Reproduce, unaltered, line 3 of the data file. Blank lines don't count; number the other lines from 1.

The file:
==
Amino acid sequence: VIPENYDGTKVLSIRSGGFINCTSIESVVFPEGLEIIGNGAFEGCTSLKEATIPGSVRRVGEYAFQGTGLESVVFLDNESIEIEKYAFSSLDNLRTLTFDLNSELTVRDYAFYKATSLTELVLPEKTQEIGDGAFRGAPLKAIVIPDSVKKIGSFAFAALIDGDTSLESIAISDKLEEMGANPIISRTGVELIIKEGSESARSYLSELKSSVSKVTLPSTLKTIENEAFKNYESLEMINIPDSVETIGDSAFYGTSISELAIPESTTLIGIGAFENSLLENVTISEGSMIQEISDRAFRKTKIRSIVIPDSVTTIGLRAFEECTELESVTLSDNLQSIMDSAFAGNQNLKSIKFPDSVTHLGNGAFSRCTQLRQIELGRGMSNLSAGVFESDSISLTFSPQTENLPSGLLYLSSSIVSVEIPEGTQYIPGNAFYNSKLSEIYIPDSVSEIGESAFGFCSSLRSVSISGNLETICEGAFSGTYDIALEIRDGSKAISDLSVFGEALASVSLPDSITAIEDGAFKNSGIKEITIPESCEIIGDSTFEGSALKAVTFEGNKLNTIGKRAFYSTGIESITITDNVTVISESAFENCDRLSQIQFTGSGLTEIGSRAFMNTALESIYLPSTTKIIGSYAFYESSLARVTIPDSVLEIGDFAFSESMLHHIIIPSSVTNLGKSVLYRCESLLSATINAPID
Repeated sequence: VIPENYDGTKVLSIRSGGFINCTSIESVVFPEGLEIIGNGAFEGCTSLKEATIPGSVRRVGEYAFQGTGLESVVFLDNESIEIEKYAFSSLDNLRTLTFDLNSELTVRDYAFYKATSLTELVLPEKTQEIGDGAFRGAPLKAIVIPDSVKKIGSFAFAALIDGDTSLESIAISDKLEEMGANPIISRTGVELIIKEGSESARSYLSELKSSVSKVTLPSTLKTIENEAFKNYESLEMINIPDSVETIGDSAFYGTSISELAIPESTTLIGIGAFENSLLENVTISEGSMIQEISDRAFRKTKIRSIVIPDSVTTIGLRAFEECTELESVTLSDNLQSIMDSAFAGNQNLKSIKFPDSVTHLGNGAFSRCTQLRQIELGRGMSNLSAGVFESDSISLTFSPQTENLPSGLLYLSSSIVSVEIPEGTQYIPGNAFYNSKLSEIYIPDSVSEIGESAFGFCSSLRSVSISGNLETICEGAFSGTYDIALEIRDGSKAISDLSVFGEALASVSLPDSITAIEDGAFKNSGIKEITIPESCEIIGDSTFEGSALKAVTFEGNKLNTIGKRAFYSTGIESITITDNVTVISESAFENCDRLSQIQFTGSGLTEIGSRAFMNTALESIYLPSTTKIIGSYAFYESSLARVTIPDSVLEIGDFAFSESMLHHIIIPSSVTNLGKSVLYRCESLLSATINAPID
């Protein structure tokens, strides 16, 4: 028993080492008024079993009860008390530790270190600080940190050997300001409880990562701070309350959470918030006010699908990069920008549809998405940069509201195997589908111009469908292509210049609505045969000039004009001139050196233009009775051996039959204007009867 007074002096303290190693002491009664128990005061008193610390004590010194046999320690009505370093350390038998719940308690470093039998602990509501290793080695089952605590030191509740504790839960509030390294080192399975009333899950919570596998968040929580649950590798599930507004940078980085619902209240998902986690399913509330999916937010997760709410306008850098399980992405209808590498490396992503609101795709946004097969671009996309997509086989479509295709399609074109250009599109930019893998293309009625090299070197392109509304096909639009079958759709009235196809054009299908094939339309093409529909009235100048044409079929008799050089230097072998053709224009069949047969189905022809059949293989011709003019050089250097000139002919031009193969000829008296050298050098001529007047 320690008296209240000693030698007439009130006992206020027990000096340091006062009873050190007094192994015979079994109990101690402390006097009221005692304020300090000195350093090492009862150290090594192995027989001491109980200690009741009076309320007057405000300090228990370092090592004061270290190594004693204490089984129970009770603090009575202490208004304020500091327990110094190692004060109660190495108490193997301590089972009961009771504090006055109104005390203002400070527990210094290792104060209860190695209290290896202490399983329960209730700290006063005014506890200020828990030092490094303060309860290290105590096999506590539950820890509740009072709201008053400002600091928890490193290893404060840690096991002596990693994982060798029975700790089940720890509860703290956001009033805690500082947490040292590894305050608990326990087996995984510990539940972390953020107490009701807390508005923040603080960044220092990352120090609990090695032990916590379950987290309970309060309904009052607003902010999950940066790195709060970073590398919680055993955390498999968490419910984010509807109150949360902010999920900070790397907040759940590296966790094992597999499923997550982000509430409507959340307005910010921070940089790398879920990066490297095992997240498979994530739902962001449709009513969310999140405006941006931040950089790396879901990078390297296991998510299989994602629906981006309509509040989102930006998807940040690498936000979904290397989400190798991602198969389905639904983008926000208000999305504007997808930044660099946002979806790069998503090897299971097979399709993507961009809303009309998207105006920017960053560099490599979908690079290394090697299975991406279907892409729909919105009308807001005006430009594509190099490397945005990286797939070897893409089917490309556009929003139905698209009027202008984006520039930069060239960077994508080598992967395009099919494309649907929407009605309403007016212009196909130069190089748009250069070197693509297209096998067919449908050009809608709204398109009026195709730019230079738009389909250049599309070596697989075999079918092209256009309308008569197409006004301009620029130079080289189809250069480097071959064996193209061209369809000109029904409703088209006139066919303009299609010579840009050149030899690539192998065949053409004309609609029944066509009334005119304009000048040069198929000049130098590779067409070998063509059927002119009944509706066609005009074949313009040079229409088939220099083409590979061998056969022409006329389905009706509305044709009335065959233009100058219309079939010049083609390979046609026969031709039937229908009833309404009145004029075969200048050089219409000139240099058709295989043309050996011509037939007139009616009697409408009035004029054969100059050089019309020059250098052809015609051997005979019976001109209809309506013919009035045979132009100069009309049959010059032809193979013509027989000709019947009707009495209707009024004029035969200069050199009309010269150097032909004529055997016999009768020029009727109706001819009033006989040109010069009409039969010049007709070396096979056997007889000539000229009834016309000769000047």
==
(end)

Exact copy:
């Protein structure tokens, strides 16, 4: 028993080492008024079993009860008390530790270190600080940190050997300001409880990562701070309350959470918030006010699908990069920008549809998405940069509201195997589908111009469908292509210049609505045969000039004009001139050196233009009775051996039959204007009867 007074002096303290190693002491009664128990005061008193610390004590010194046999320690009505370093350390038998719940308690470093039998602990509501290793080695089952605590030191509740504790839960509030390294080192399975009333899950919570596998968040929580649950590798599930507004940078980085619902209240998902986690399913509330999916937010997760709410306008850098399980992405209808590498490396992503609101795709946004097969671009996309997509086989479509295709399609074109250009599109930019893998293309009625090299070197392109509304096909639009079958759709009235196809054009299908094939339309093409529909009235100048044409079929008799050089230097072998053709224009069949047969189905022809059949293989011709003019050089250097000139002919031009193969000829008296050298050098001529007047 320690008296209240000693030698007439009130006992206020027990000096340091006062009873050190007094192994015979079994109990101690402390006097009221005692304020300090000195350093090492009862150290090594192995027989001491109980200690009741009076309320007057405000300090228990370092090592004061270290190594004693204490089984129970009770603090009575202490208004304020500091327990110094190692004060109660190495108490193997301590089972009961009771504090006055109104005390203002400070527990210094290792104060209860190695209290290896202490399983329960209730700290006063005014506890200020828990030092490094303060309860290290105590096999506590539950820890509740009072709201008053400002600091928890490193290893404060840690096991002596990693994982060798029975700790089940720890509860703290956001009033805690500082947490040292590894305050608990326990087996995984510990539940972390953020107490009701807390508005923040603080960044220092990352120090609990090695032990916590379950987290309970309060309904009052607003902010999950940066790195709060970073590398919680055993955390498999968490419910984010509807109150949360902010999920900070790397907040759940590296966790094992597999499923997550982000509430409507959340307005910010921070940089790398879920990066490297095992997240498979994530739902962001449709009513969310999140405006941006931040950089790396879901990078390297296991998510299989994602629906981006309509509040989102930006998807940040690498936000979904290397989400190798991602198969389905639904983008926000208000999305504007997808930044660099946002979806790069998503090897299971097979399709993507961009809303009309998207105006920017960053560099490599979908690079290394090697299975991406279907892409729909919105009308807001005006430009594509190099490397945005990286797939070897893409089917490309556009929003139905698209009027202008984006520039930069060239960077994508080598992967395009099919494309649907929407009605309403007016212009196909130069190089748009250069070197693509297209096998067919449908050009809608709204398109009026195709730019230079738009389909250049599309070596697989075999079918092209256009309308008569197409006004301009620029130079080289189809250069480097071959064996193209061209369809000109029904409703088209006139066919303009299609010579840009050149030899690539192998065949053409004309609609029944066509009334005119304009000048040069198929000049130098590779067409070998063509059927002119009944509706066609005009074949313009040079229409088939220099083409590979061998056969022409006329389905009706509305044709009335065959233009100058219309079939010049083609390979046609026969031709039937229908009833309404009145004029075969200048050089219409000139240099058709295989043309050996011509037939007139009616009697409408009035004029054969100059050089019309020059250098052809015609051997005979019976001109209809309506013919009035045979132009100069009309049959010059032809193979013509027989000709019947009707009495209707009024004029035969200069050199009309010269150097032909004529055997016999009768020029009727109706001819009033006989040109010069009409039969010049007709070396096979056997007889000539000229009834016309000769000047």